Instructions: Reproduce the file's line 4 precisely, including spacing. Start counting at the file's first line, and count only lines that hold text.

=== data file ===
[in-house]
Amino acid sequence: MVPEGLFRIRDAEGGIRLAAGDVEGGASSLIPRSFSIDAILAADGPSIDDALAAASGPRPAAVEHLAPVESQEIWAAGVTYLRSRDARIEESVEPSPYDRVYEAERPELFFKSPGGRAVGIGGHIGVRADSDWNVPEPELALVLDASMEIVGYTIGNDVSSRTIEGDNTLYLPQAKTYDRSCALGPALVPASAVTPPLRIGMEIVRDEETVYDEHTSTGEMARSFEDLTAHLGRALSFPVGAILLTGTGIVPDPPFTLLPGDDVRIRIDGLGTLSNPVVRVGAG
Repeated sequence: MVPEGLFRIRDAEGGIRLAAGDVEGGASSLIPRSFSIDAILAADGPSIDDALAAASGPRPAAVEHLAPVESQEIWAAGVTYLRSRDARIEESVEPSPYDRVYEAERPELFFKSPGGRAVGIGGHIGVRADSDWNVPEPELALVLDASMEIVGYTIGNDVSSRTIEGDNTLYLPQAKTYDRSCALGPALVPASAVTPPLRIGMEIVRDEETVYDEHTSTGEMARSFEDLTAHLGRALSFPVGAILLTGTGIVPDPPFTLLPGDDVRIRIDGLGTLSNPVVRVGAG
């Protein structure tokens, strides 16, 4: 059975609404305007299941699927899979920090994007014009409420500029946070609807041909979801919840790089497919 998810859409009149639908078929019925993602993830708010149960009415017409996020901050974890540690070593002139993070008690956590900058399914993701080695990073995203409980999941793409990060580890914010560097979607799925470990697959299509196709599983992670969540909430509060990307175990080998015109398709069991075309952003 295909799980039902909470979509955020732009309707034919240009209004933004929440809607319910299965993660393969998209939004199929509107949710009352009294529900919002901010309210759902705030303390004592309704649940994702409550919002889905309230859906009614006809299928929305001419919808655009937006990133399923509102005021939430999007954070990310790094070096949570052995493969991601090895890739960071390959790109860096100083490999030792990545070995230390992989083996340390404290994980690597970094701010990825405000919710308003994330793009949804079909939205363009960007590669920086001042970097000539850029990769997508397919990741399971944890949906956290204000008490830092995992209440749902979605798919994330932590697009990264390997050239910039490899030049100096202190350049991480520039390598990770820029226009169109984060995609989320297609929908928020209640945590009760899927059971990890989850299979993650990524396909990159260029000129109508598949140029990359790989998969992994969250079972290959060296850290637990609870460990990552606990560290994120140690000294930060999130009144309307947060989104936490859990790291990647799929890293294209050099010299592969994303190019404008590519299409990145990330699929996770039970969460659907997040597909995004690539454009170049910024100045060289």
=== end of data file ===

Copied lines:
């Protein structure tokens, strides 16, 4: 059975609404305007299941699927899979920090994007014009409420500029946070609807041909979801919840790089497919 998810859409009149639908078929019925993602993830708010149960009415017409996020901050974890540690070593002139993070008690956590900058399914993701080695990073995203409980999941793409990060580890914010560097979607799925470990697959299509196709599983992670969540909430509060990307175990080998015109398709069991075309952003 295909799980039902909470979509955020732009309707034919240009209004933004929440809607319910299965993660393969998209939004199929509107949710009352009294529900919002901010309210759902705030303390004592309704649940994702409550919002889905309230859906009614006809299928929305001419919808655009937006990133399923509102005021939430999007954070990310790094070096949570052995493969991601090895890739960071390959790109860096100083490999030792990545070995230390992989083996340390404290994980690597970094701010990825405000919710308003994330793009949804079909939205363009960007590669920086001042970097000539850029990769997508397919990741399971944890949906956290204000008490830092995992209440749902979605798919994330932590697009990264390997050239910039490899030049100096202190350049991480520039390598990770820029226009169109984060995609989320297609929908928020209640945590009760899927059971990890989850299979993650990524396909990159260029000129109508598949140029990359790989998969992994969250079972290959060296850290637990609870460990990552606990560290994120140690000294930060999130009144309307947060989104936490859990790291990647799929890293294209050099010299592969994303190019404008590519299409990145990330699929996770039970969460659907997040597909995004690539454009170049910024100045060289």